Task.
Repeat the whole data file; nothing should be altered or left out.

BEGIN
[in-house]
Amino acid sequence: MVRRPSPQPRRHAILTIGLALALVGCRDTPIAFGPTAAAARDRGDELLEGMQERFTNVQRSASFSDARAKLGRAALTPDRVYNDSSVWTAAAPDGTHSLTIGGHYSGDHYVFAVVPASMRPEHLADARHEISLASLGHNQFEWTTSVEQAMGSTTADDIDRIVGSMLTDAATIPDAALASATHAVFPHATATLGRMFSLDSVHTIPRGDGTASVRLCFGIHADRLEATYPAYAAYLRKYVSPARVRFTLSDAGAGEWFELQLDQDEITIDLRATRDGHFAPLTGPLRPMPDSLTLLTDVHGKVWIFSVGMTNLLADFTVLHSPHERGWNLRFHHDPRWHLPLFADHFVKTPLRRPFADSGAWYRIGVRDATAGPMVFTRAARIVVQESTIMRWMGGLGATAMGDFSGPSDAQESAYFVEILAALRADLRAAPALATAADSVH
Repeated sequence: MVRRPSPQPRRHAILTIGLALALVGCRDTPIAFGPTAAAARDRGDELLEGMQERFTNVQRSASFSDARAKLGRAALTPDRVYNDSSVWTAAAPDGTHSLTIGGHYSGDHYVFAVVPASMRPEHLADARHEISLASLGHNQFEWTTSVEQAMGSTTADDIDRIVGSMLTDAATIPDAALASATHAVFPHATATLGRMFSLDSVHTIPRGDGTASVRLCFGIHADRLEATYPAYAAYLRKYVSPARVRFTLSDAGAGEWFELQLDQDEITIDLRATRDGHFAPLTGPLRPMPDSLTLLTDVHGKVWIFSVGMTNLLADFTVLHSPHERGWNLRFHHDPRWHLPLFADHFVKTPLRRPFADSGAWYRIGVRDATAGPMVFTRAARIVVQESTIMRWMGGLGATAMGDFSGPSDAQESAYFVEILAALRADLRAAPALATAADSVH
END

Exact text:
[in-house]
Amino acid sequence: MVRRPSPQPRRHAILTIGLALALVGCRDTPIAFGPTAAAARDRGDELLEGMQERFTNVQRSASFSDARAKLGRAALTPDRVYNDSSVWTAAAPDGTHSLTIGGHYSGDHYVFAVVPASMRPEHLADARHEISLASLGHNQFEWTTSVEQAMGSTTADDIDRIVGSMLTDAATIPDAALASATHAVFPHATATLGRMFSLDSVHTIPRGDGTASVRLCFGIHADRLEATYPAYAAYLRKYVSPARVRFTLSDAGAGEWFELQLDQDEITIDLRATRDGHFAPLTGPLRPMPDSLTLLTDVHGKVWIFSVGMTNLLADFTVLHSPHERGWNLRFHHDPRWHLPLFADHFVKTPLRRPFADSGAWYRIGVRDATAGPMVFTRAARIVVQESTIMRWMGGLGATAMGDFSGPSDAQESAYFVEILAALRADLRAAPALATAADSVH
Repeated sequence: MVRRPSPQPRRHAILTIGLALALVGCRDTPIAFGPTAAAARDRGDELLEGMQERFTNVQRSASFSDARAKLGRAALTPDRVYNDSSVWTAAAPDGTHSLTIGGHYSGDHYVFAVVPASMRPEHLADARHEISLASLGHNQFEWTTSVEQAMGSTTADDIDRIVGSMLTDAATIPDAALASATHAVFPHATATLGRMFSLDSVHTIPRGDGTASVRLCFGIHADRLEATYPAYAAYLRKYVSPARVRFTLSDAGAGEWFELQLDQDEITIDLRATRDGHFAPLTGPLRPMPDSLTLLTDVHGKVWIFSVGMTNLLADFTVLHSPHERGWNLRFHHDPRWHLPLFADHFVKTPLRRPFADSGAWYRIGVRDATAGPMVFTRAARIVVQESTIMRWMGGLGATAMGDFSGPSDAQESAYFVEILAALRADLRAAPALATAADSVH